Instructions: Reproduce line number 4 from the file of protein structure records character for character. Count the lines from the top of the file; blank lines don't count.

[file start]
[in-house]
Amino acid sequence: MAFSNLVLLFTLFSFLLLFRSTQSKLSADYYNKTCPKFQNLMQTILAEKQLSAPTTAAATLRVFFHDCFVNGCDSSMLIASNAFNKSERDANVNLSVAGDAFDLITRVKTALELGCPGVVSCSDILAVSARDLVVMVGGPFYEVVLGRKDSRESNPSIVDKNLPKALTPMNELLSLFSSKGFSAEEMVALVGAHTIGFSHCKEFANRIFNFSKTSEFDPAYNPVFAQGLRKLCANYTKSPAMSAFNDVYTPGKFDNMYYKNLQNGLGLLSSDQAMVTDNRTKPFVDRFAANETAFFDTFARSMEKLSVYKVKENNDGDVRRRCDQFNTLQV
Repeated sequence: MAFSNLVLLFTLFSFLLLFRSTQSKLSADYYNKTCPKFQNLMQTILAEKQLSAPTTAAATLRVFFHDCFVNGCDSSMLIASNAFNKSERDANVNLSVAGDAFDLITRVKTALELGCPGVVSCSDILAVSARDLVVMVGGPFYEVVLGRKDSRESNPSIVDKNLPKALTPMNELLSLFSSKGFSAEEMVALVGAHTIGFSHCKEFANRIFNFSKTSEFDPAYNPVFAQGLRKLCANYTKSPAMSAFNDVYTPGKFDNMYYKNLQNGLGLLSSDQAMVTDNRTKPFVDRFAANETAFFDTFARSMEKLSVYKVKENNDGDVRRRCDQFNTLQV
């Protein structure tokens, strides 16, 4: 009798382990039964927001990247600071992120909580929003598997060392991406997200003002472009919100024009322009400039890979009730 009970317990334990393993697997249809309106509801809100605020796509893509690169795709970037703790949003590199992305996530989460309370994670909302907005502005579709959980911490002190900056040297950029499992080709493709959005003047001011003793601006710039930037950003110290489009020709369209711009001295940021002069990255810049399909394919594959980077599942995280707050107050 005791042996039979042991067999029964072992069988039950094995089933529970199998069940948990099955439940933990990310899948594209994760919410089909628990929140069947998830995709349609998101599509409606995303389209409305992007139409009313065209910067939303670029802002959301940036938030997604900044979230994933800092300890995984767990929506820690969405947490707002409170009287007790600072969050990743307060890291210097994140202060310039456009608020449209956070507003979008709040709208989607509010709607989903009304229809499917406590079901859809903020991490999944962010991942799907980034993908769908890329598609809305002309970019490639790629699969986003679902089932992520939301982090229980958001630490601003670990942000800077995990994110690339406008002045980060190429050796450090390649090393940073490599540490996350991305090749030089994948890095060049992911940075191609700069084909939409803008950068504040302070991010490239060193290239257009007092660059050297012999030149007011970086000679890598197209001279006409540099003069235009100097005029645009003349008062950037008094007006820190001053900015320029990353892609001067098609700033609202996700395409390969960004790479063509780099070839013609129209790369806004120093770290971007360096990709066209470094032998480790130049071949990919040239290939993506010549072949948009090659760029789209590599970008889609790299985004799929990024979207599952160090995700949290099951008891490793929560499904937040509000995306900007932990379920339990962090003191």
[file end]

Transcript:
């Protein structure tokens, strides 16, 4: 009798382990039964927001990247600071992120909580929003598997060392991406997200003002472009919100024009322009400039890979009730 009970317990334990393993697997249809309106509801809100605020796509893509690169795709970037703790949003590199992305996530989460309370994670909302907005502005579709959980911490002190900056040297950029499992080709493709959005003047001011003793601006710039930037950003110290489009020709369209711009001295940021002069990255810049399909394919594959980077599942995280707050107050 005791042996039979042991067999029964072992069988039950094995089933529970199998069940948990099955439940933990990310899948594209994760919410089909628990929140069947998830995709349609998101599509409606995303389209409305992007139409009313065209910067939303670029802002959301940036938030997604900044979230994933800092300890995984767990929506820690969405947490707002409170009287007790600072969050990743307060890291210097994140202060310039456009608020449209956070507003979008709040709208989607509010709607989903009304229809499917406590079901859809903020991490999944962010991942799907980034993908769908890329598609809305002309970019490639790629699969986003679902089932992520939301982090229980958001630490601003670990942000800077995990994110690339406008002045980060190429050796450090390649090393940073490599540490996350991305090749030089994948890095060049992911940075191609700069084909939409803008950068504040302070991010490239060193290239257009007092660059050297012999030149007011970086000679890598197209001279006409540099003069235009100097005029645009003349008062950037008094007006820190001053900015320029990353892609001067098609700033609202996700395409390969960004790479063509780099070839013609129209790369806004120093770290971007360096990709066209470094032998480790130049071949990919040239290939993506010549072949948009090659760029789209590599970008889609790299985004799929990024979207599952160090995700949290099951008891490793929560499904937040509000995306900007932990379920339990962090003191």